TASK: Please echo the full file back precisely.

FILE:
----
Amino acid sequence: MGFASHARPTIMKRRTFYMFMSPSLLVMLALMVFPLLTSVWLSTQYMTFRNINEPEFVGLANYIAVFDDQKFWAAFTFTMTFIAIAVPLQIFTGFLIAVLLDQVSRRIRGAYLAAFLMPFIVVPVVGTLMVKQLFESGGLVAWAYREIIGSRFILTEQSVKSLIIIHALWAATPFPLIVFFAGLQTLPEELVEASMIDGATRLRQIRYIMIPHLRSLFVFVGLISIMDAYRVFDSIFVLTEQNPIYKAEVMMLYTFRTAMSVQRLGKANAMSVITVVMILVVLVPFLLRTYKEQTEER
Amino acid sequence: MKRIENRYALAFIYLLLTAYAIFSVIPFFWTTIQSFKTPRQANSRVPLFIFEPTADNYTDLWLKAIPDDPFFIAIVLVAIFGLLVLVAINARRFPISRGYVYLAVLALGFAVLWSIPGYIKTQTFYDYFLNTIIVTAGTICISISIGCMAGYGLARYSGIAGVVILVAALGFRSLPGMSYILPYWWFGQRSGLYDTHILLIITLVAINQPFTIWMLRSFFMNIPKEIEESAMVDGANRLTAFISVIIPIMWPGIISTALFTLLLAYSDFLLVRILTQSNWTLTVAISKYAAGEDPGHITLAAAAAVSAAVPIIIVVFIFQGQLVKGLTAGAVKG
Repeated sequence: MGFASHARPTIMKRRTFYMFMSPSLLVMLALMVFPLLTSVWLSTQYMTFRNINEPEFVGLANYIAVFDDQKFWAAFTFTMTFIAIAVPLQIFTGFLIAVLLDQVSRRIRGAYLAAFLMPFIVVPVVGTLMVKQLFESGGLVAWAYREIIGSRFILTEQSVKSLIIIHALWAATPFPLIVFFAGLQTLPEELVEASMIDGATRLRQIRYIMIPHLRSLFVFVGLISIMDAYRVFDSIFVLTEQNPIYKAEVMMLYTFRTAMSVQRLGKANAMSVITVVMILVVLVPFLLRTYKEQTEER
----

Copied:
Amino acid sequence: MGFASHARPTIMKRRTFYMFMSPSLLVMLALMVFPLLTSVWLSTQYMTFRNINEPEFVGLANYIAVFDDQKFWAAFTFTMTFIAIAVPLQIFTGFLIAVLLDQVSRRIRGAYLAAFLMPFIVVPVVGTLMVKQLFESGGLVAWAYREIIGSRFILTEQSVKSLIIIHALWAATPFPLIVFFAGLQTLPEELVEASMIDGATRLRQIRYIMIPHLRSLFVFVGLISIMDAYRVFDSIFVLTEQNPIYKAEVMMLYTFRTAMSVQRLGKANAMSVITVVMILVVLVPFLLRTYKEQTEER
Amino acid sequence: MKRIENRYALAFIYLLLTAYAIFSVIPFFWTTIQSFKTPRQANSRVPLFIFEPTADNYTDLWLKAIPDDPFFIAIVLVAIFGLLVLVAINARRFPISRGYVYLAVLALGFAVLWSIPGYIKTQTFYDYFLNTIIVTAGTICISISIGCMAGYGLARYSGIAGVVILVAALGFRSLPGMSYILPYWWFGQRSGLYDTHILLIITLVAINQPFTIWMLRSFFMNIPKEIEESAMVDGANRLTAFISVIIPIMWPGIISTALFTLLLAYSDFLLVRILTQSNWTLTVAISKYAAGEDPGHITLAAAAAVSAAVPIIIVVFIFQGQLVKGLTAGAVKG
Repeated sequence: MGFASHARPTIMKRRTFYMFMSPSLLVMLALMVFPLLTSVWLSTQYMTFRNINEPEFVGLANYIAVFDDQKFWAAFTFTMTFIAIAVPLQIFTGFLIAVLLDQVSRRIRGAYLAAFLMPFIVVPVVGTLMVKQLFESGGLVAWAYREIIGSRFILTEQSVKSLIIIHALWAATPFPLIVFFAGLQTLPEELVEASMIDGATRLRQIRYIMIPHLRSLFVFVGLISIMDAYRVFDSIFVLTEQNPIYKAEVMMLYTFRTAMSVQRLGKANAMSVITVVMILVVLVPFLLRTYKEQTEER